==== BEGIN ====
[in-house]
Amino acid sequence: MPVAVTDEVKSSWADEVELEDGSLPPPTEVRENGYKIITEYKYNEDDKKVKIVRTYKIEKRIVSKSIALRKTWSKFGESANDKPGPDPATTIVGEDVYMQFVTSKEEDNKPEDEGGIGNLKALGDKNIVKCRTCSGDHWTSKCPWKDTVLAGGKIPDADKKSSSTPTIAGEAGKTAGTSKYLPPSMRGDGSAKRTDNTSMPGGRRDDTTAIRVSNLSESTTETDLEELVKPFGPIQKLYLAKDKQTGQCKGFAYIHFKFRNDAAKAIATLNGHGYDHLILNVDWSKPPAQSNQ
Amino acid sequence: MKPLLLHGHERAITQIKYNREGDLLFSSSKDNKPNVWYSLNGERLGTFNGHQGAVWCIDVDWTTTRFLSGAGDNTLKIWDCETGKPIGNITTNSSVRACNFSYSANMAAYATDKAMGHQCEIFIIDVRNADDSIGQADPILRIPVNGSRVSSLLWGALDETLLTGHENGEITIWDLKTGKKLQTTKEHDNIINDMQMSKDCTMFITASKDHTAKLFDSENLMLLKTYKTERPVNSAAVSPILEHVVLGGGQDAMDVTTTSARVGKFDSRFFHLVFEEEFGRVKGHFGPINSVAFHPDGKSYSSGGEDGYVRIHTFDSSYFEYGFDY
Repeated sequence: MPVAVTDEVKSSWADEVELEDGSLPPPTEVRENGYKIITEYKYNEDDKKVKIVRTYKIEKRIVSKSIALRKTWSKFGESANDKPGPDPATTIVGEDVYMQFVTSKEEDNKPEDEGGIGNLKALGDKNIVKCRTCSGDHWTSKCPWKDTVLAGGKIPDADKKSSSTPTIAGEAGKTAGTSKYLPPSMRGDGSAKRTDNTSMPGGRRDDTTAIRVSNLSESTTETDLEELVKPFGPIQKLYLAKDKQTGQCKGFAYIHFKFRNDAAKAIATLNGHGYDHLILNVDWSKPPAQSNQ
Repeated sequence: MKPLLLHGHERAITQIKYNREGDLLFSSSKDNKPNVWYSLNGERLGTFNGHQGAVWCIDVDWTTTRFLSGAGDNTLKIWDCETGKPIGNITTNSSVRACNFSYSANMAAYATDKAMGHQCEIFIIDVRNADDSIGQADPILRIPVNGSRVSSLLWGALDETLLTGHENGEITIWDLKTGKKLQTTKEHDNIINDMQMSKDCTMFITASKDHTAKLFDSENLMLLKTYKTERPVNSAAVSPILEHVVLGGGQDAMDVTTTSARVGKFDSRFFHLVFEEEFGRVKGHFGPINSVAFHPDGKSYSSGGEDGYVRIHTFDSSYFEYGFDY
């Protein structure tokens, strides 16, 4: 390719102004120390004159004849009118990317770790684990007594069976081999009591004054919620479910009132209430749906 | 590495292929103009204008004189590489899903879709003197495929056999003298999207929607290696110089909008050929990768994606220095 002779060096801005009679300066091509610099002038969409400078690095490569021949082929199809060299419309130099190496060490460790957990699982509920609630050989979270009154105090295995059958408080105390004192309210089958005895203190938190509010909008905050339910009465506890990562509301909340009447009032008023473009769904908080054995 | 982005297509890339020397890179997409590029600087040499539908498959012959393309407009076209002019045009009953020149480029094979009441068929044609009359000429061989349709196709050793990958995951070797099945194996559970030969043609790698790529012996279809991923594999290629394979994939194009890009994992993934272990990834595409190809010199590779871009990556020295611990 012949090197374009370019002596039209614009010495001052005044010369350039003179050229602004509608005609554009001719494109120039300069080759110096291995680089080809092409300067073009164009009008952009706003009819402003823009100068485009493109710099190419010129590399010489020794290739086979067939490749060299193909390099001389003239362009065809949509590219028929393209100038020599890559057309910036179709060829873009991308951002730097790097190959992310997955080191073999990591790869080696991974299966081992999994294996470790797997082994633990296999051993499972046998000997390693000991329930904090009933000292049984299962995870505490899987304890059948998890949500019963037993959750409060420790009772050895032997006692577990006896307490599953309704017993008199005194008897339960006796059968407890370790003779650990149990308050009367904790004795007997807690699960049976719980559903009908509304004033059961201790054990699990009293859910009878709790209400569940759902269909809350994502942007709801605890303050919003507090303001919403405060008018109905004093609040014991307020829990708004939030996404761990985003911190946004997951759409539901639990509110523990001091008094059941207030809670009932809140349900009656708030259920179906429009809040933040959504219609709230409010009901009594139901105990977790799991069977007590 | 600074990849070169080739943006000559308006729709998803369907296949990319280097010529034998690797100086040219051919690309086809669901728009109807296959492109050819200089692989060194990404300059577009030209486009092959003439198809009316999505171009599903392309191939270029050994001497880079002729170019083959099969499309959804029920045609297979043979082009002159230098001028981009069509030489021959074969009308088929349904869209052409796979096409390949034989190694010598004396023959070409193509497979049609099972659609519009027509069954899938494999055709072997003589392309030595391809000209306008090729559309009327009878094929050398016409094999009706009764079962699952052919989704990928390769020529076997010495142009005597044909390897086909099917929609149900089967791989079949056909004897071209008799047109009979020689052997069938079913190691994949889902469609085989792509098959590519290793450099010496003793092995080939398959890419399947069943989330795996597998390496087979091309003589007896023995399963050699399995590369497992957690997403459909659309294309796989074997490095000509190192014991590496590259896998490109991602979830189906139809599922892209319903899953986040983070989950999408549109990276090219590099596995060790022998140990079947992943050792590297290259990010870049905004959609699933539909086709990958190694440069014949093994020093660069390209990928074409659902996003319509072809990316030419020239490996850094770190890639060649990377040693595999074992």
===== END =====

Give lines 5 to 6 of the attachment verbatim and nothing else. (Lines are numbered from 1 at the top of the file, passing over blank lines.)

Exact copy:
Repeated sequence: MKPLLLHGHERAITQIKYNREGDLLFSSSKDNKPNVWYSLNGERLGTFNGHQGAVWCIDVDWTTTRFLSGAGDNTLKIWDCETGKPIGNITTNSSVRACNFSYSANMAAYATDKAMGHQCEIFIIDVRNADDSIGQADPILRIPVNGSRVSSLLWGALDETLLTGHENGEITIWDLKTGKKLQTTKEHDNIINDMQMSKDCTMFITASKDHTAKLFDSENLMLLKTYKTERPVNSAAVSPILEHVVLGGGQDAMDVTTTSARVGKFDSRFFHLVFEEEFGRVKGHFGPINSVAFHPDGKSYSSGGEDGYVRIHTFDSSYFEYGFDY
């Protein structure tokens, strides 16, 4: 390719102004120390004159004849009118990317770790684990007594069976081999009591004054919620479910009132209430749906 | 590495292929103009204008004189590489899903879709003197495929056999003298999207929607290696110089909008050929990768994606220095 002779060096801005009679300066091509610099002038969409400078690095490569021949082929199809060299419309130099190496060490460790957990699982509920609630050989979270009154105090295995059958408080105390004192309210089958005895203190938190509010909008905050339910009465506890990562509301909340009447009032008023473009769904908080054995 | 982005297509890339020397890179997409590029600087040499539908498959012959393309407009076209002019045009009953020149480029094979009441068929044609009359000429061989349709196709050793990958995951070797099945194996559970030969043609790698790529012996279809991923594999290629394979994939194009890009994992993934272990990834595409190809010199590779871009990556020295611990 012949090197374009370019002596039209614009010495001052005044010369350039003179050229602004509608005609554009001719494109120039300069080759110096291995680089080809092409300067073009164009009008952009706003009819402003823009100068485009493109710099190419010129590399010489020794290739086979067939490749060299193909390099001389003239362009065809949509590219028929393209100038020599890559057309910036179709060829873009991308951002730097790097190959992310997955080191073999990591790869080696991974299966081992999994294996470790797997082994633990296999051993499972046998000997390693000991329930904090009933000292049984299962995870505490899987304890059948998890949500019963037993959750409060420790009772050895032997006692577990006896307490599953309704017993008199005194008897339960006796059968407890370790003779650990149990308050009367904790004795007997807690699960049976719980559903009908509304004033059961201790054990699990009293859910009878709790209400569940759902269909809350994502942007709801605890303050919003507090303001919403405060008018109905004093609040014991307020829990708004939030996404761990985003911190946004997951759409539901639990509110523990001091008094059941207030809670009932809140349900009656708030259920179906429009809040933040959504219609709230409010009901009594139901105990977790799991069977007590 | 600074990849070169080739943006000559308006729709998803369907296949990319280097010529034998690797100086040219051919690309086809669901728009109807296959492109050819200089692989060194990404300059577009030209486009092959003439198809009316999505171009599903392309191939270029050994001497880079002729170019083959099969499309959804029920045609297979043979082009002159230098001028981009069509030489021959074969009308088929349904869209052409796979096409390949034989190694010598004396023959070409193509497979049609099972659609519009027509069954899938494999055709072997003589392309030595391809000209306008090729559309009327009878094929050398016409094999009706009764079962699952052919989704990928390769020529076997010495142009005597044909390897086909099917929609149900089967791989079949056909004897071209008799047109009979020689052997069938079913190691994949889902469609085989792509098959590519290793450099010496003793092995080939398959890419399947069943989330795996597998390496087979091309003589007896023995399963050699399995590369497992957690997403459909659309294309796989074997490095000509190192014991590496590259896998490109991602979830189906139809599922892209319903899953986040983070989950999408549109990276090219590099596995060790022998140990079947992943050792590297290259990010870049905004959609699933539909086709990958190694440069014949093994020093660069390209990928074409659902996003319509072809990316030419020239490996850094770190890639060649990377040693595999074992």